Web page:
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Ben Turner

Astronomers find heaviest black hole pair in the universe, and they've been trapped in an endless duel for 3 billion years

An artist's illustration of the two supermassive black holes. .

Astronomers have spotted the heaviest black hole pair ever seen — a duo weighing the equivalent of  28 billion suns. The black holes' combined mass is so great that they refuse to collide and merge.

The black hole binary, embedded inside the "fossil" galaxy B2 0402+379, consists of two enormous supermassive black holes circling each other at just 24 light-years apart, making them the closest black hole pair ever spotted. 

Yet despite their extreme proximity, the twin monsters are locked in orbital limbo: no longer drawing any closer, they have been repeating the same interminable dance for more than 3 billion years. Astronomers are still unsure whether the black hole ballet will continue without intermission or end with a spectacular collision. The researchers reported their findings on Jan. 5 in the Astrophysical Journal

"Normally it seems that galaxies with lighter black hole pairs have enough stars and mass to drive the two together quickly," co-author Roger Romani, a physics professor at Stanford University, said in a statement. "Since this pair is so heavy it required lots of stars and gas to get the job done. But the binary has scoured the central galaxy of such matter, leaving it stalled."

Black holes are born from the collapse of giant stars and grow by gorging on whatever gets too close — be it gas, dust, stars or other black holes. Yet where the very first black holes came from remains a mystery.

Past simulations of the "cosmic dawn" — the first billion years of the universe— suggest that black holes were born from billowing clouds of cold gas and dust that coalesced into stars so massive they were doomed to rapidly collapse. Once born, these black holes grew larger, trailing growing trains of gas around them that eventually collapsed into the first stars of dwarf galaxies.

Related: Brightest black hole ever discovered devours a sun's-worth of matter every day

Astronomers theorize that as the universe grew, the black holes inside these dwarf galaxies quickly combined with others to seed even larger, supermassive black holes — and with them bigger galaxies.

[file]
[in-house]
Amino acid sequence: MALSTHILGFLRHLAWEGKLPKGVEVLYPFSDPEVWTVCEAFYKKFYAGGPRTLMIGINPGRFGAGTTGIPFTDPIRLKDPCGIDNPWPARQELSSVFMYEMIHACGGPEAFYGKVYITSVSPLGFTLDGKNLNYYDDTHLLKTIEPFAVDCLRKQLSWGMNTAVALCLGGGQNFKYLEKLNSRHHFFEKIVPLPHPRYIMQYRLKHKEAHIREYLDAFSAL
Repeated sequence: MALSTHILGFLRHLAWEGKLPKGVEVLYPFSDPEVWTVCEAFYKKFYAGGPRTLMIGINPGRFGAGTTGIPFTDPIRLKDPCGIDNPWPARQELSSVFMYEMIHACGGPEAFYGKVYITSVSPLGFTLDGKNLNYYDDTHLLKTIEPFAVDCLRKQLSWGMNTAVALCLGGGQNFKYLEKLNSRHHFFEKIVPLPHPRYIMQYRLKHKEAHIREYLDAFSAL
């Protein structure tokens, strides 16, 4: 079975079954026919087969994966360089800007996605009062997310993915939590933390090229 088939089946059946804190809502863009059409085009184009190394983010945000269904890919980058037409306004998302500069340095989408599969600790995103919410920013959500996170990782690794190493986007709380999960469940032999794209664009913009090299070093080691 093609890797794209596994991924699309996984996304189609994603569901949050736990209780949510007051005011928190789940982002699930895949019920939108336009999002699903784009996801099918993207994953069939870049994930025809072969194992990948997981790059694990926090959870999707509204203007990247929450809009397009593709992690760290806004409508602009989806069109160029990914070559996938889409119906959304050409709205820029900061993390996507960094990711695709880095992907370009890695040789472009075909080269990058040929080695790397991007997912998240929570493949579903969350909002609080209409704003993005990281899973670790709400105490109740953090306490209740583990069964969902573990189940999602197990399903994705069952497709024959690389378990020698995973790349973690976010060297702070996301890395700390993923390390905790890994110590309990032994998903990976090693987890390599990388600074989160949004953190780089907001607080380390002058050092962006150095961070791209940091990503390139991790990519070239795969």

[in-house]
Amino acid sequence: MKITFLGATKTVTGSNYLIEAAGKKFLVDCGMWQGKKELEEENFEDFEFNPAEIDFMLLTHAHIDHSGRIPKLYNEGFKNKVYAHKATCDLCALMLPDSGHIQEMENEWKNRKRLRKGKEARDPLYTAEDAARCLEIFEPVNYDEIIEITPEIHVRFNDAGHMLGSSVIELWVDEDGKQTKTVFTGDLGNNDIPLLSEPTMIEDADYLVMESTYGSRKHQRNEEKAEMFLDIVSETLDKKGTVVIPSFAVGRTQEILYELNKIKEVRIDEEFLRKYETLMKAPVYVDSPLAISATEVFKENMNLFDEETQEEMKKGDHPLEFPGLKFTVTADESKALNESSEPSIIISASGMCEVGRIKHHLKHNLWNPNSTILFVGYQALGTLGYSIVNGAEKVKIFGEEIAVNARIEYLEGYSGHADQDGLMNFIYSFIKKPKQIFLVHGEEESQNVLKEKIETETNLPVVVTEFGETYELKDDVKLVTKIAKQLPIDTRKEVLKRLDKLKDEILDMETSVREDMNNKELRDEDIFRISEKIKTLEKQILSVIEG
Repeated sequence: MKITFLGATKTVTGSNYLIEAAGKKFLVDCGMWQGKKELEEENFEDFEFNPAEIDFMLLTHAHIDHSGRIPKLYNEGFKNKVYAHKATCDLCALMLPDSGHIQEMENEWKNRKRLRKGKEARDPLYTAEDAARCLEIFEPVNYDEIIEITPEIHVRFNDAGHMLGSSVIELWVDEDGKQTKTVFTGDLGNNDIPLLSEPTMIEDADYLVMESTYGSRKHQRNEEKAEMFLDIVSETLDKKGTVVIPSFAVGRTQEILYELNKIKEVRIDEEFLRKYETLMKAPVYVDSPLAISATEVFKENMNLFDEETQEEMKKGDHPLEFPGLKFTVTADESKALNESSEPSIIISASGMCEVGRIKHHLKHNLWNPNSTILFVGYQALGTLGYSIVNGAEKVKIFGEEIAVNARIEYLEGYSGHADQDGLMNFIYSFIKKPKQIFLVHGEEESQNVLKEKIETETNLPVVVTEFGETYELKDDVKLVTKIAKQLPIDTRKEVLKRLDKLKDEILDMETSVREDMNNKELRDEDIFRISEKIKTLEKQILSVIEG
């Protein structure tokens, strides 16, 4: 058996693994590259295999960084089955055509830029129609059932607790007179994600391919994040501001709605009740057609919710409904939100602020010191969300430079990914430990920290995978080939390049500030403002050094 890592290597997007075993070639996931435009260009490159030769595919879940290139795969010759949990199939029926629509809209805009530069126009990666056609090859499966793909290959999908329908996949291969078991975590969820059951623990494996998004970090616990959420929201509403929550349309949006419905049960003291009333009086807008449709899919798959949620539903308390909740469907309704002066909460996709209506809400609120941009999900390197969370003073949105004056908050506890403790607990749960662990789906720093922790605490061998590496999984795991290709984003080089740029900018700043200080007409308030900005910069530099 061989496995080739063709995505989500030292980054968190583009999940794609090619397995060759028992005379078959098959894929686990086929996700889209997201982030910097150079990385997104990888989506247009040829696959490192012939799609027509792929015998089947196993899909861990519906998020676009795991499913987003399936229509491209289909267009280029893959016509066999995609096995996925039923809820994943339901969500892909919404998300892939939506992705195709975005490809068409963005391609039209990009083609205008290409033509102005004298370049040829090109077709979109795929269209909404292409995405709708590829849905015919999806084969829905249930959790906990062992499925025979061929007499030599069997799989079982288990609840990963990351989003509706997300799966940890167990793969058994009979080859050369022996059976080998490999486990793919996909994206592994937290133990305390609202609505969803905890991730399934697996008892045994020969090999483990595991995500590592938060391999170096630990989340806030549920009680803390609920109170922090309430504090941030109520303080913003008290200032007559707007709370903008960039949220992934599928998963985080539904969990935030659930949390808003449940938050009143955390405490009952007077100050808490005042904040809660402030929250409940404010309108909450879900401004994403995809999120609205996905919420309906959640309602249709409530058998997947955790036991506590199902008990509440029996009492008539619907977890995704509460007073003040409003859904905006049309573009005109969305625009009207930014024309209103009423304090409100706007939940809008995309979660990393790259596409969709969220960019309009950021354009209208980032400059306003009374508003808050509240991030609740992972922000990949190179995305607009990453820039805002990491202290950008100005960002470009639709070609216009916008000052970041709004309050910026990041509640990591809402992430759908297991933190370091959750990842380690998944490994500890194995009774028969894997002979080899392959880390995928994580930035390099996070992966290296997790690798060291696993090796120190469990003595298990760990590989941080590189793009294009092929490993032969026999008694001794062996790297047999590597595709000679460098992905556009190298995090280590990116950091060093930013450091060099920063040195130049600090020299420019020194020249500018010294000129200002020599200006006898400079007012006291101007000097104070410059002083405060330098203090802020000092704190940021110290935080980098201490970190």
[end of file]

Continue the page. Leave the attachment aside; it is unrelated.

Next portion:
To find a pair of near-merging black holes, the astronomers scoured archival data collected by the Gemini North telescope in Hawaii. Using the telescope's spectrograph (called GMOS) to break light from stars into distinct colors, the scientists found light that had originated from suns accelerating around the black holes.

This led the astronomers to B2 0402+379 — a "fossil cluster" formed when an entire galaxy cluster worth of stars and gas combined into one gargantuan galaxy.

"The excellent sensitivity of GMOS allowed us to map the stars' increasing velocities as one looks closer to the galaxy's center," Romani said. "With that, we were able to infer the total mass of the black holes residing there."

The black holes inside merging galaxies are thought to combine by entering into orbit around each other and eventually reeling themselves ever closer as their dance dissipates angular momentum by accelerating nearby stars.

Once a pair is close enough, scientists believe that gravitational waves — the thundering distortions of space-time produced by the black holes' pirouettes — carry enough energy away for the dueling monsters to slow and merge.

But scientists have never observed two black holes do this, and the merging of B2 0402+379's black holes has stubbornly stalled for the last 3 billion years — a consequence, the researchers believe, of the gigantic pair being so massive that nothing has been able to slow them.

"We're looking forward to follow-up investigations of B2 0402+379's core where we'll look at how much gas is present," lead-author Tirth Surti, a physics student at Stanford, said in the statement. "This should give us more insight into whether the supermassive black holes can eventually merge or if they will stay stranded as a binary."

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